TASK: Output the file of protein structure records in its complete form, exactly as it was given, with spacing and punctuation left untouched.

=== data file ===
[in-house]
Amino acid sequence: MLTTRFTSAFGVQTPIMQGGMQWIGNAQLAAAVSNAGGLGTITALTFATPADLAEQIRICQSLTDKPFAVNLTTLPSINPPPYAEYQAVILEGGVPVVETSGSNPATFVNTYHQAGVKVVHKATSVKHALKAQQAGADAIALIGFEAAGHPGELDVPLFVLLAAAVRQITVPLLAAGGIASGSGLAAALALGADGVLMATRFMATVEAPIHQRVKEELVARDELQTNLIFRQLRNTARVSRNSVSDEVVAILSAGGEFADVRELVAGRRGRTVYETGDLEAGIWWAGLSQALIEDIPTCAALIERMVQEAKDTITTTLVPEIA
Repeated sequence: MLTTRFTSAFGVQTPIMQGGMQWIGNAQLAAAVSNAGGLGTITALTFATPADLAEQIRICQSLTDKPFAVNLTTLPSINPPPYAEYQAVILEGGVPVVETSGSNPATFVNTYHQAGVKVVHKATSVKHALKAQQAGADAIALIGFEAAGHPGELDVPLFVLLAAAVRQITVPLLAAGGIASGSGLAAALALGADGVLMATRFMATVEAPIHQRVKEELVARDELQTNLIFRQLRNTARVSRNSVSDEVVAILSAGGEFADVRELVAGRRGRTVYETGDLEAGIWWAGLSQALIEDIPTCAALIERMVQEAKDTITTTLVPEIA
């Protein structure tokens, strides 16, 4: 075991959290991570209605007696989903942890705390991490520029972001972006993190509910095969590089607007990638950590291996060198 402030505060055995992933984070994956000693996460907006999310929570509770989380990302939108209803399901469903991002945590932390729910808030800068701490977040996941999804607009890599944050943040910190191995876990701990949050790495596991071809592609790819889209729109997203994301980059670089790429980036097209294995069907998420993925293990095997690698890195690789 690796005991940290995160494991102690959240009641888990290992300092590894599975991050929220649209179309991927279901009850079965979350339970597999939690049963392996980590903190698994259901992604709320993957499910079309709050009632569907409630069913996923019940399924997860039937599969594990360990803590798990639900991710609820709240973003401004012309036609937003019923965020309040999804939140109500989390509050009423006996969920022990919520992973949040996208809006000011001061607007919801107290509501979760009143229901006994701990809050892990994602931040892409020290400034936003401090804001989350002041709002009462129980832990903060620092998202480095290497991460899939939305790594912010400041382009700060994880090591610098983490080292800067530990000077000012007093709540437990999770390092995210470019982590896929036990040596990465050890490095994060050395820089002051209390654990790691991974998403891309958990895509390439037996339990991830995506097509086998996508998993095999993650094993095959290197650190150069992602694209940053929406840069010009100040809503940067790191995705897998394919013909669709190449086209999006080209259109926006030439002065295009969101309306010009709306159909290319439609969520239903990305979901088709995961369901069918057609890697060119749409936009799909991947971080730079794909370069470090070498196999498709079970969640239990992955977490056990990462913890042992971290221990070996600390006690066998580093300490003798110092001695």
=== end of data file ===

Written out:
[in-house]
Amino acid sequence: MLTTRFTSAFGVQTPIMQGGMQWIGNAQLAAAVSNAGGLGTITALTFATPADLAEQIRICQSLTDKPFAVNLTTLPSINPPPYAEYQAVILEGGVPVVETSGSNPATFVNTYHQAGVKVVHKATSVKHALKAQQAGADAIALIGFEAAGHPGELDVPLFVLLAAAVRQITVPLLAAGGIASGSGLAAALALGADGVLMATRFMATVEAPIHQRVKEELVARDELQTNLIFRQLRNTARVSRNSVSDEVVAILSAGGEFADVRELVAGRRGRTVYETGDLEAGIWWAGLSQALIEDIPTCAALIERMVQEAKDTITTTLVPEIA
Repeated sequence: MLTTRFTSAFGVQTPIMQGGMQWIGNAQLAAAVSNAGGLGTITALTFATPADLAEQIRICQSLTDKPFAVNLTTLPSINPPPYAEYQAVILEGGVPVVETSGSNPATFVNTYHQAGVKVVHKATSVKHALKAQQAGADAIALIGFEAAGHPGELDVPLFVLLAAAVRQITVPLLAAGGIASGSGLAAALALGADGVLMATRFMATVEAPIHQRVKEELVARDELQTNLIFRQLRNTARVSRNSVSDEVVAILSAGGEFADVRELVAGRRGRTVYETGDLEAGIWWAGLSQALIEDIPTCAALIERMVQEAKDTITTTLVPEIA
């Protein structure tokens, strides 16, 4: 075991959290991570209605007696989903942890705390991490520029972001972006993190509910095969590089607007990638950590291996060198 402030505060055995992933984070994956000693996460907006999310929570509770989380990302939108209803399901469903991002945590932390729910808030800068701490977040996941999804607009890599944050943040910190191995876990701990949050790495596991071809592609790819889209729109997203994301980059670089790429980036097209294995069907998420993925293990095997690698890195690789 690796005991940290995160494991102690959240009641888990290992300092590894599975991050929220649209179309991927279901009850079965979350339970597999939690049963392996980590903190698994259901992604709320993957499910079309709050009632569907409630069913996923019940399924997860039937599969594990360990803590798990639900991710609820709240973003401004012309036609937003019923965020309040999804939140109500989390509050009423006996969920022990919520992973949040996208809006000011001061607007919801107290509501979760009143229901006994701990809050892990994602931040892409020290400034936003401090804001989350002041709002009462129980832990903060620092998202480095290497991460899939939305790594912010400041382009700060994880090591610098983490080292800067530990000077000012007093709540437990999770390092995210470019982590896929036990040596990465050890490095994060050395820089002051209390654990790691991974998403891309958990895509390439037996339990991830995506097509086998996508998993095999993650094993095959290197650190150069992602694209940053929406840069010009100040809503940067790191995705897998394919013909669709190449086209999006080209259109926006030439002065295009969101309306010009709306159909290319439609969520239903990305979901088709995961369901069918057609890697060119749409936009799909991947971080730079794909370069470090070498196999498709079970969640239990992955977490056990990462913890042992971290221990070996600390006690066998580093300490003798110092001695």